My Personal Signaling Load

With the rising use of the mobile Internet, the amount of signaling required to set-up and maintain radio bearers is changing. While in pre-mobile Internet times, radio and core networks were mainly dealing with location updates and signaling due to SMS and voice calls, always-on smartphones are used quite differently.  Lets do a little comparison:

Someone who's only two applications that require network interaction are SMS messages and voice calls might have the following signaling pattern:

  • 4 radio bearer setups a day for incoming SMS messages
  • 4 radio bearer setups a day for outgoing SMS messages
  • 2 outgoing voice calls (some with handovers, which increase signaling load)
  • 2 incoming voice calls (some with handovers, which increase signaling load)
  • 5 location updates a day (periodic and some triggered because the user as he moves)
  • no routing area updates since the mobile is only attached to the circuit switched side of the network
  • These numbers are obviously for someone who doesn't move a lot and who is, by today's definition, someone with a low usage. The young generation often sends and receives my more SMS messages a day.

Personally, my CS messaging load is a bit different. I send and receive fewer SMS messages as I mostly use e-mail for text messaging as my friends are distributed throughout the world and these exchanges are usually also not required to be had in real time. But I usually make and receive more than two calls. I try to minimize calls when moving as I find it impolite to talk on the phone while on a public transport and also prefer some privacy when calling.  But for the calls I do make while on public transport I am glad handovers exist.

But now lets go to the packet switched side and see how things are here:

  • I am always-on and receive about 4 e-mails per hour. In other words, there are 4 signaling evens per hour or about 4 * 15 hours (per day) = 60 events per day for this application alone. That easily surpasses all my CS signaling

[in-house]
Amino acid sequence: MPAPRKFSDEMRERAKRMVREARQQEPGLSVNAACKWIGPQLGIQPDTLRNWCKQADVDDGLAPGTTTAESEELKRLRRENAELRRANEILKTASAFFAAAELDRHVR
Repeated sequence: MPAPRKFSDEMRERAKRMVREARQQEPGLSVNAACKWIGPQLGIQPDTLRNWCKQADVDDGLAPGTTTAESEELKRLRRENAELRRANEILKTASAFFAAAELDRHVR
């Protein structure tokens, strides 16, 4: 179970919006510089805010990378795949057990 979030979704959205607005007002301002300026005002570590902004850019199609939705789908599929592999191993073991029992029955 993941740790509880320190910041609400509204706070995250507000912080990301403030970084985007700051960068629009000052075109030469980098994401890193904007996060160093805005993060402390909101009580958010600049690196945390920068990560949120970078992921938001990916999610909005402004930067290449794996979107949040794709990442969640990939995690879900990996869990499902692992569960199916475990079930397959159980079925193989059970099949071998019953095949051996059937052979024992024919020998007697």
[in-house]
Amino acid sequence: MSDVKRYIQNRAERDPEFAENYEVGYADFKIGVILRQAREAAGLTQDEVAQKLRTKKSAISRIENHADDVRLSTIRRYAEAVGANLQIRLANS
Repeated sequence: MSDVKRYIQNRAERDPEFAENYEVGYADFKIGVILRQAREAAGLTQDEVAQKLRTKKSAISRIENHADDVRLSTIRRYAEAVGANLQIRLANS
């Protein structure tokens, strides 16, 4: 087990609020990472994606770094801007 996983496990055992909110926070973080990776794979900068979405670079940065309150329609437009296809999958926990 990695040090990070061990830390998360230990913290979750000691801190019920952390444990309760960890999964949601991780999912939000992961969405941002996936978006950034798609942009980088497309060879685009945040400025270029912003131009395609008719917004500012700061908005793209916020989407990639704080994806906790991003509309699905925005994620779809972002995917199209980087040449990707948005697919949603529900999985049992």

• While on public transportation I often use the time to read my favorite blogs and browse my favorite news web sites. Let's say I browse on 30 pages a day and read each long enough for the radio link to go back to idle. In other words, 30 signaling events.
  • While I am moving the radio link has to be maintained and handed over to neighboring cells which creates quite a significant amount of signaling, especially with my 'old' N95 that doesn't have fast dormancy and hence the network needs to work more to maintain the established but not really required radio bearer after background push/pull requests.
  • Also during quick breaks I try to catch a news bite or two to know what's going on in the world. Lets say that's an extra 10 signaling events per day.
  • No instant messaging or other push applications are running in the background but more and more people are doing that these days, too.

In total that's easily 100 signaling events on the PS side per day. Compared to the 15 signaling events on the CS side for voice and SMS, that's quite a difference, not only for the network but also for the mobile, i.e. the impact on the battery charging interval is significant.

6 thoughts on “My Personal Signaling Load”

  1. It shouldnt be surprising you use much more signaling in the PS domain since you use the PS domain much more.